By Susan Stone
This is the time of year that we must “feel the rhythm of the Earth” in order to know the right time to act. As another winter system moves through, we see the robins return, the Carolina Wrens searching for the perfect nesting spot and other species of birds performing their mating rituals. They are telling us that winter is nearing its end and spring is about to return. I wish I could tell you with certainty the right time to set out your seedlings, or to start shopping for them, but alas, it is a rhythm. And each year has its own.
By this time next month, we “should” be nice and warm during the day with cool nights, but there are years when winter hangs on a little longer than usual. There are years that we appear to have no spring at all, but instead go from winter to summer. If you think about it, the earth is always seeking balance. If summers are too hot, the winters may be too cold. If we use up too much water and the aquifers get low, too much rain or snow may fall to refill them. Balance is the name of the game.
Fortunately, our soil stays workable all winter. So, cool season vegetables like broccoli, cabbage, lettuces and greens of all sorts, peas and root vegetables like beets, carrots, onions, radishes and turnips do very well in this rollercoaster weather. You can plant seedlings or seed directly. This is a great time to plant berry bushes and to prune your woody plants while they are still dormant.
Valentine’s Day marks the time of year to prune roses, though I have held off pruning mine because it “feels” too early. That is what I mean by rhythm. Just because the calendar says it’s time, doesn’t mean it is. The rose needs to be pruned before its buds open, but if you cut them too early the warm days will force the rose to send out new branches, and if a late freeze comes the rose could be severely damaged. If that happens, the world does not blow up, I promise. The rose will just have to be cut back more severely, perhaps to its crown. And that’s okay too. Gardening is all about connecting to the rhythm of the earth and her cycles. Every season has new challenges and opportunities. I have learned most of what makes a garden beautiful by making a lot of mistakes and killing a lot of plants.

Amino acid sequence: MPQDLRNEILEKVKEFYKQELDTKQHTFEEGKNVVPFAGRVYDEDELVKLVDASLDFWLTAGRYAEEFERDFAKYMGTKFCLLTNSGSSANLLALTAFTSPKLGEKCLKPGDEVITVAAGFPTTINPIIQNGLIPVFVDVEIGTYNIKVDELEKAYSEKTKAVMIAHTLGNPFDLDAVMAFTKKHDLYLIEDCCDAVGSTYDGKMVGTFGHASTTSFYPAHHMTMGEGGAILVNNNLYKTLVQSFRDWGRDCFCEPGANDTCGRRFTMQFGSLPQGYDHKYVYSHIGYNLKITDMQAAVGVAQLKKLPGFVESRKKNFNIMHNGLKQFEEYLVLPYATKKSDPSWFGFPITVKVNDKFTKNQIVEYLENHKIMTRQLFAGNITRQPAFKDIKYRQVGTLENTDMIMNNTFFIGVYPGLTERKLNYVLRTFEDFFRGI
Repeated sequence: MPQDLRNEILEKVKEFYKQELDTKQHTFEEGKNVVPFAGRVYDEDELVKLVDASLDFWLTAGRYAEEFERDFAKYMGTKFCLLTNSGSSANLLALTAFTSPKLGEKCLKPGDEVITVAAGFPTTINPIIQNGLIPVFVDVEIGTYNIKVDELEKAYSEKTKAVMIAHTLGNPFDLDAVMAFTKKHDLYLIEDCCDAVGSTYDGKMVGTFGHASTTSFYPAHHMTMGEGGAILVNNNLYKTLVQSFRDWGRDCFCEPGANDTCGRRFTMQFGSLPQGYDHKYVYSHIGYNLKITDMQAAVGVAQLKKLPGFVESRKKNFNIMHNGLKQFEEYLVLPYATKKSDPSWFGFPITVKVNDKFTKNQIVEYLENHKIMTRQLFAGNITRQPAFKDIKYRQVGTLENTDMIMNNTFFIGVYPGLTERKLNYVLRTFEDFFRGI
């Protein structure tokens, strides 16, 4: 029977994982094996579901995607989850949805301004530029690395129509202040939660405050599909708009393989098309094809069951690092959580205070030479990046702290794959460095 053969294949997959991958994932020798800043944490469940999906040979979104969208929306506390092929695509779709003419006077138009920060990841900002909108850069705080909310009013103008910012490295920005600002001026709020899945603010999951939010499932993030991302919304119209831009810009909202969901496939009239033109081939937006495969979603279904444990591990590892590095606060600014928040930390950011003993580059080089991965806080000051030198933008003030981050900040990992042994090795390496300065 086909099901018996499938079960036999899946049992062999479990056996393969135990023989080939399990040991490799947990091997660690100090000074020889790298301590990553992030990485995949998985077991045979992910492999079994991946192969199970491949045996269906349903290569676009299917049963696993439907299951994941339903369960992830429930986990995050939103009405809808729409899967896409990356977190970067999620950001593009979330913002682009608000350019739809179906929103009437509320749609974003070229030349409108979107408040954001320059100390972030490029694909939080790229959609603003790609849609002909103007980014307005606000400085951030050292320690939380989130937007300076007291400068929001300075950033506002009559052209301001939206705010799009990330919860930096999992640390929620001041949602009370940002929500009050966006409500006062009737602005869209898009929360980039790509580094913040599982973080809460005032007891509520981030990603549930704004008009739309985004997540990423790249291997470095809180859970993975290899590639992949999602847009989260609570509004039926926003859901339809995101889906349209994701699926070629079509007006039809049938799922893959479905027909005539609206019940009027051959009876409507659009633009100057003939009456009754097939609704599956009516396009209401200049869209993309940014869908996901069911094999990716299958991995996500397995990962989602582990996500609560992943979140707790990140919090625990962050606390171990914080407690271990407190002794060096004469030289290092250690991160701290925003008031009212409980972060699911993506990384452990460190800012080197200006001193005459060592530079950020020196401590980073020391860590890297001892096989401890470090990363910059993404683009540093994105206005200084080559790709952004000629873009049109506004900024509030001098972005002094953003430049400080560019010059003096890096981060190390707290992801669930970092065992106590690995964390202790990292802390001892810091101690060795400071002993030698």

If this is your year to begin a new garden, flowers, vegetables or general landscape, start with good soil. It is one of the most overlooked areas of the garden. You will need a soil sample. This will tell you where to begin with your amendments. You would think you would want your PH to be balanced, but what are you growing? The Clemson Extension office here in Beaufort supplies little paper bags just for this purpose. Instructions are on the bag. For a small fee, they will analyze the sample and give you a report. Then your homework begins. Find out what your landscape needs. For example; azaleas, camellias and hydrangeas thrive in acidic soil. Your pine trees and oak trees create acidic conditions, so you may find you don’t need amend if you plant near them.
In the meantime listen, observe, pay attention to what nature is saying to us. Watch the little critters; they are the harbingers of spring…not the calendar. Put out some suet for the early birds. When you see the robins, the hummingbirds aren’t far behind.
One more thing. The pine, oak & azalea pollen will soon be falling again. If you have any sensitivity to it, this may help.
1-tsp. Local Honey
1-tsp. Apple Cider Vinegar
1-cup warm water
One to three times a day. It tastes like white grape juice and works like a charm!
You may send Susan your questions and garden wisdom to firstname.lastname@example.org.